11.05.2018 change 11.05.2018

Ticks react to electromagnetic radiation

Photo: Fotolia Photo: Fotolia

Radiofrequency electromagnetic radiation can affect the distribution of ticks in the natural environment. This is indicated by the results of laboratory experiments carried out in Polish-Slovak cooperation.

A few visits outside the city are enough to find out in some places ticks are not a major problem, and in others their numbers are huge; a map of their densities would resemble a mosaic. It is not a coincidence. Ticks gather in places where there are more animals, so it is easier to find a meal. Various signals indicate proximity of food, such as changes in temperature or concentration of carbon dioxide.

Now it turns out that electromagnetic radiation may also affect the distribution of ticks, scientists from Poland and Slovakia suggest in "Experimental and Applied Acarology". The authors of the paper are Viktória Majláthová and Blažen Vargová from the Slovak Academy of Sciences in Košice, Igor Majláth and Tomáš Raši from Pavlo Jozef Šafárik University in Košice, Juraj Kurimský, Roman Cimbala and Michal Kosterec from the Technical University of Košice, and Piotr Tryjanowski from the Institute of Zoology at the University of Life Sciences in Poznań and Łukasz Jankowiak from the University of Szczecin.

Researchers note that this is just a hypothesis, but they have strong arguments. These have been provided by an experiment carried out in the laboratory on over eight hundred (!) meadow ticks (Dermacentor reticulatus). The researchers were interested in ticks` response of to radiation with the frequency that our cell phones and telephony towers emit.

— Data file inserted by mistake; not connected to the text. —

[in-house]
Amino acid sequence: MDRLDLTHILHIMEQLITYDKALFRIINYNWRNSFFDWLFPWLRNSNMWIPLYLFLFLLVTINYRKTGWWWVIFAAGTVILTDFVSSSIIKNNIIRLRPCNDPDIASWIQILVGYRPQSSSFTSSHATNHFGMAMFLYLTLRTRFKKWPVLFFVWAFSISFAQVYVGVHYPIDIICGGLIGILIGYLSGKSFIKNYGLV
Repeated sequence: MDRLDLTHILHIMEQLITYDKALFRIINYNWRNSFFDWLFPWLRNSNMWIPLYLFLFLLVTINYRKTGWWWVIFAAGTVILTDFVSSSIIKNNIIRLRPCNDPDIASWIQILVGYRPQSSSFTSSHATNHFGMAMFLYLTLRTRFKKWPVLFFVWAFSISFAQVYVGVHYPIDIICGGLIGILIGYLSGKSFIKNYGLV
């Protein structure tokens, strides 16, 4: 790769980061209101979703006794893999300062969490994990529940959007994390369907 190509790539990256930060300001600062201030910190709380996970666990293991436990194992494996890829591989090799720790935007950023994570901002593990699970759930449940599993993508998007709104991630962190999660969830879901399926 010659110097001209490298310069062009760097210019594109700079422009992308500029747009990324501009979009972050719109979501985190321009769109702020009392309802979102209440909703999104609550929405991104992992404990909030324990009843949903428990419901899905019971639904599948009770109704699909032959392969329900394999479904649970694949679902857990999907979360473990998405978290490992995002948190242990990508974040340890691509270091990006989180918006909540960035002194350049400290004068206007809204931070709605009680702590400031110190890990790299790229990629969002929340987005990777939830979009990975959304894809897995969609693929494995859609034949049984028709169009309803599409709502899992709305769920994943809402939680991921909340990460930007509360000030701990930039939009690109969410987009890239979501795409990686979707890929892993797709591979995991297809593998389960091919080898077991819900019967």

Researchers did not use phones. A specially constructed device was used to check the response of ticks to the presence of an electromagnetic field. "It`s a kind of a simple maze - a two-armed polypropylene tube with one arm transparent and the other covered with copper. When the labyrinth was placed in the electromagnetic field, the transparent arm was exposed to radiation, and the one covered with copper was shielded" - explains Dr. Viktoria Majlathova from the Institute of Parasitology of the Slovak Academy of Sciences.

During the experiment, the researchers released ticks into the tube, which they then placed in an electromagnetic field with a frequency of 900 MHz and 5000 MHz (source of radiation with this frequency are cell phones and Wi-Fi networks, respectively). Each tested tick had two possibilities: it could go to the part subjected to radiation - or to the one that was shielded from it by copper.

Prof. Piotr Tryjanowski from the Institute of Zoology at the University of Life Sciences in Poznań points out that ticks` response to electromagnetic field was studied in an experimental setup, where other stimuli that could affect their behaviour - odours, changes in humidity or temperature - were excluded. Ticks were studied in complete darkness, so that brightness changes would not affect their reaction.

The authors of the study later checked in which part of the tube each tick ended up. At 900 MHz, ticks clearly preferred the plastic arm, the area subjected to radiation.

However, when the ticks were exposed to radiation at 5000 MHz, they were moving away from it and hid in the shielded part of the tube.

"We found that ticks preferred the electromagnetic field with a frequency of 900 MHz - exactly the one used in mobile phones. It also turned out that they were deterred by electromagnetic field at a frequency that accompanies cell towers" - says Dr. Majlathova.

Authors of the publication emphasize that their study was the first one that allowed to determine the response of ticks to the electromagnetic field associated with telecommunication towers and cell phones. Dr. Majlathova notes that the conclusions from the experiment do not allow to say whether using a mobile phone will attract ticks: "This will have to be checked".

Why do ticks react to electromagnetic field? The main author of the study explains that these organisms use various signals emitted by animals and people, which provide them with information about the proximity of a potential victim. "They react to carbon dioxide in our breath, temperature and other chemical stimuli from the hosts to close their life cycle. The effectiveness of finding a host to drink blood is a question of life and death for a tick. Electromagnetic field can be used as a source of information about an approaching host, because living organisms also generate this type of field" - she says.

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